The Purple Heart

Information is from www1.va.gov/opa/feature/celebrate/purple-heart.asp

The Purple Heart
It is one of the most recognized and respected medals awarded to members of the U.S. armed forces. Introduced as the “Badge of Military Merit” by General George Washington in 1782, the Purple Heart is also the nation’s oldest military award.

In military terms, the award had “broken service,” as it was ignored for nearly 150 years until it was re-introduced on February 22, 1932, on the 200th anniversary of George Washington’s birth. The medal’s plain inscription “FOR MILITARY MERIT” barely expresses its significance.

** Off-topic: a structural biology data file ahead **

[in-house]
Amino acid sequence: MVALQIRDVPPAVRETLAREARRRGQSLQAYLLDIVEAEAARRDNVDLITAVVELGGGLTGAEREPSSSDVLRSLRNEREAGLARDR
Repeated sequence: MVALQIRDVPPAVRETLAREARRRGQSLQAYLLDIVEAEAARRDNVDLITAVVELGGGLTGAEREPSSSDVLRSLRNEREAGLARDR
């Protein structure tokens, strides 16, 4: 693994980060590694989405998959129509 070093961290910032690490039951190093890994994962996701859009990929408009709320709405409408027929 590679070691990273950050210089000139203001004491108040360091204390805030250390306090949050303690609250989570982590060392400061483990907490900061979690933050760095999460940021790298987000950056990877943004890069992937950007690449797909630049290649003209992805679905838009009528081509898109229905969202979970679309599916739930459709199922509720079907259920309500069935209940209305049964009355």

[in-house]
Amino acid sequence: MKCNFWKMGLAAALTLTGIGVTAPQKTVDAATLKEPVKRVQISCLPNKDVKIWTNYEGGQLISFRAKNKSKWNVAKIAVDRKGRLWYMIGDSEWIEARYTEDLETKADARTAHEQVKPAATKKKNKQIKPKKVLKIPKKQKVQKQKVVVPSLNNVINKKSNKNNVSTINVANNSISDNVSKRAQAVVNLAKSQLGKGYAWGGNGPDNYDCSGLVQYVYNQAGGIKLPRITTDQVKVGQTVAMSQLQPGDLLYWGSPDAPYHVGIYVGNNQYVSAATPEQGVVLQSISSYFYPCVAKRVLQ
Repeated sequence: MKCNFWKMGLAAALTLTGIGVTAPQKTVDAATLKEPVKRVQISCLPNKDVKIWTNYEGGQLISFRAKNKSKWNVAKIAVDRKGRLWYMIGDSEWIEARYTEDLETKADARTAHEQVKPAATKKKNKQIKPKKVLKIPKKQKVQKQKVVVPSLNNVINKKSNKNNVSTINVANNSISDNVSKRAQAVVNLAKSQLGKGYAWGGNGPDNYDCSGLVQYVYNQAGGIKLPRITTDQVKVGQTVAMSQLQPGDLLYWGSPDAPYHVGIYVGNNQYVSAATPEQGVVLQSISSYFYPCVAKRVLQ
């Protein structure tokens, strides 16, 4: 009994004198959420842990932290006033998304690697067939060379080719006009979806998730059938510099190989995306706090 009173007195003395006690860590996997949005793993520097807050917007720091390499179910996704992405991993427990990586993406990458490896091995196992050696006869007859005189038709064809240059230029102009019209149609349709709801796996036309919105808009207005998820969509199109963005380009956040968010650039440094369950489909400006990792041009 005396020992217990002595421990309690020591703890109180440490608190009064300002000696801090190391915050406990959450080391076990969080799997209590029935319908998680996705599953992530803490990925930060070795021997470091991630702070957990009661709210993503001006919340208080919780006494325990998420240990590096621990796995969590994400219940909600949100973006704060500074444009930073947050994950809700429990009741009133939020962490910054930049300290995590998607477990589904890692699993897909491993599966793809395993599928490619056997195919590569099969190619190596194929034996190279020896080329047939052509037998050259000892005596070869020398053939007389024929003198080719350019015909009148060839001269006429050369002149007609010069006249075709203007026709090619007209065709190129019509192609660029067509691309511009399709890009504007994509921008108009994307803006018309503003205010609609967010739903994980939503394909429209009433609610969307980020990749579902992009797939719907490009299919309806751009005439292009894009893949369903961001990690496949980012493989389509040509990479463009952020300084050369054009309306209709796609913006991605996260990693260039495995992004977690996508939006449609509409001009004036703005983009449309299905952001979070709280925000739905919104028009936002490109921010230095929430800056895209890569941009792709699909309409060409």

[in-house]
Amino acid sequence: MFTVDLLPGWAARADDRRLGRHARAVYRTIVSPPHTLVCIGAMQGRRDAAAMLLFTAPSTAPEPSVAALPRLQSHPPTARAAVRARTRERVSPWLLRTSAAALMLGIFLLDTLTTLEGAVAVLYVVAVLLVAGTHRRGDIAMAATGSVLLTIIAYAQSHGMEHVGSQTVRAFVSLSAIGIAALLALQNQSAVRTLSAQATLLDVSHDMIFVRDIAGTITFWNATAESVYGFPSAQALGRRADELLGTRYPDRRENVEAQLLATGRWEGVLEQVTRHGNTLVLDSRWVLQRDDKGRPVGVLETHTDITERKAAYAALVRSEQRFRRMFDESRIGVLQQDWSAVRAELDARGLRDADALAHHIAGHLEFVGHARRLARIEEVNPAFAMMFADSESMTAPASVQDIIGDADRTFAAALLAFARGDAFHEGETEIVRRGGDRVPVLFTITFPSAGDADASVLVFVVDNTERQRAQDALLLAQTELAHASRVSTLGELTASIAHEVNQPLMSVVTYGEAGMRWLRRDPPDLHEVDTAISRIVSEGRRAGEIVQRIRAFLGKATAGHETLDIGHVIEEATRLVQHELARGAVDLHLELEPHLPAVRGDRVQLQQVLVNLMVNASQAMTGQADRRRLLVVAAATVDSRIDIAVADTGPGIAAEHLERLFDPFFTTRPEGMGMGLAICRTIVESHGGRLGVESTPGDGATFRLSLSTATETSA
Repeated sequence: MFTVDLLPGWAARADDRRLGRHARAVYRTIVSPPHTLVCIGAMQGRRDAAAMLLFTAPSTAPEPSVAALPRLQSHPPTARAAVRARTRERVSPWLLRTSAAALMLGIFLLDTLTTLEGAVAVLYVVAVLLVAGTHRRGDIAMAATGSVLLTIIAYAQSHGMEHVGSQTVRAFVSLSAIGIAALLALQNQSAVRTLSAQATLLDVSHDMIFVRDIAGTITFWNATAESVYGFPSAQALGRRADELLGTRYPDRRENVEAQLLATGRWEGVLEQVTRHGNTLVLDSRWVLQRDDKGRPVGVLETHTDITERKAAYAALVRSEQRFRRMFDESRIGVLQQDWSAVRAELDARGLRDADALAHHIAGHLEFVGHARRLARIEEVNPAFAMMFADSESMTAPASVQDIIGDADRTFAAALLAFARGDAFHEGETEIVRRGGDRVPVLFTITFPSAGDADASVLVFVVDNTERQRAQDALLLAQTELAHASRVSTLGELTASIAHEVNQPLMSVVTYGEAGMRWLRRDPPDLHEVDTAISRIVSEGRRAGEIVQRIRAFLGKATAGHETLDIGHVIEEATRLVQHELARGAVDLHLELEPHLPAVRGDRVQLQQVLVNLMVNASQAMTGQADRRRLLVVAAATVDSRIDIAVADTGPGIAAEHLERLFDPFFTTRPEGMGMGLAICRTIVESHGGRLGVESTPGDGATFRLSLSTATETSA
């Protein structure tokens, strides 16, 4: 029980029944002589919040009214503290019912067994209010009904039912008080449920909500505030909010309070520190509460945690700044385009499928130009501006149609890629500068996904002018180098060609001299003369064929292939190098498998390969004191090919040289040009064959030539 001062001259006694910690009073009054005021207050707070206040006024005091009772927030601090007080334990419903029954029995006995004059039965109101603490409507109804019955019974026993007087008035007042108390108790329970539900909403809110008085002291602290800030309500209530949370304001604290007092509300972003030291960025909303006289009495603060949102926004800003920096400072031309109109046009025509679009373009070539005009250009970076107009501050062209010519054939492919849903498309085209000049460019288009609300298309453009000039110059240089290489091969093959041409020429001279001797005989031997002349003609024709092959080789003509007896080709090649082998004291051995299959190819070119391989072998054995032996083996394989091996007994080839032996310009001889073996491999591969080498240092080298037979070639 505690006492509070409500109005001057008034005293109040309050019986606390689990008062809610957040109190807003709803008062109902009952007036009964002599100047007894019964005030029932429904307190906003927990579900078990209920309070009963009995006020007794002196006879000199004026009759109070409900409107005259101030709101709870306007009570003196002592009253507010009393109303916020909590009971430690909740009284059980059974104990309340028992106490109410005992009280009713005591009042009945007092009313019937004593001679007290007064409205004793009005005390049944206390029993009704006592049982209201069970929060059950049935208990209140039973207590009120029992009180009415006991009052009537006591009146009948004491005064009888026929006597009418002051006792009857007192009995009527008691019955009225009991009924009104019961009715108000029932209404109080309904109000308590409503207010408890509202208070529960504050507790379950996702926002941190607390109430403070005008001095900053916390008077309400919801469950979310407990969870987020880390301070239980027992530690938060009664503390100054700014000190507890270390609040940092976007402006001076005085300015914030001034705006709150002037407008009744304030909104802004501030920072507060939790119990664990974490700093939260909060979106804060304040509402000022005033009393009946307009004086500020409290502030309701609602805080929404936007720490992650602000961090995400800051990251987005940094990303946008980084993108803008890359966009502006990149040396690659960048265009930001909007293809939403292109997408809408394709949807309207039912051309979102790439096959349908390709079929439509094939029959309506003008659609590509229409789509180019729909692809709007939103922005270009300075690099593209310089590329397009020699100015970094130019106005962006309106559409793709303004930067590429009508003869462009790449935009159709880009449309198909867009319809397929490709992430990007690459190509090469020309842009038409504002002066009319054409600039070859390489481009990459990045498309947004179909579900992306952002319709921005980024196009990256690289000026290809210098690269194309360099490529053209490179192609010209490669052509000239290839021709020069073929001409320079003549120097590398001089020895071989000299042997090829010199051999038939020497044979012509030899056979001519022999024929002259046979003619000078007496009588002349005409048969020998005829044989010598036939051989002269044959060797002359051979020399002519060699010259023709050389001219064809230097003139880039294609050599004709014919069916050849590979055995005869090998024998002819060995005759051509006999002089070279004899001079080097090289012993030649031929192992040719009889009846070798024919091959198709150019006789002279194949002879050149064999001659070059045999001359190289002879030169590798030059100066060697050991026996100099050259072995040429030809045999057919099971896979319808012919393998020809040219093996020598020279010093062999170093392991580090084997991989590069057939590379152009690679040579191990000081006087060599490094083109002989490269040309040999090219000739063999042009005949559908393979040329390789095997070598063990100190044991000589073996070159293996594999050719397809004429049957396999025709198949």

The picture of the Purple Hearts you see here are ones my uncle, James R. Hanson, received when he was a marine in the Vietnam War.  James R. Hanson was born October 11, 1945 in Barnesville, Minn.  He joined the Marine Corps on November 15, 1965 and went to basic training at Camp Pendelton, California.  He was deployed to Vietnam on May 14, 1966.  He was first wounded in action near Quang Tri.  He sustained a gunshot wound to his left hand, was presented with a Purple Heart and returned to action.  Two months, later, on September 28, 1966, he was killed in action in fighting near Quang Tri.  His mother, my grandmother, received his second Purple Heart.

Learn more about the Purple Heart Medal at:
www1.va.gov/opa/feature/celebrate/purple-heart.asp 

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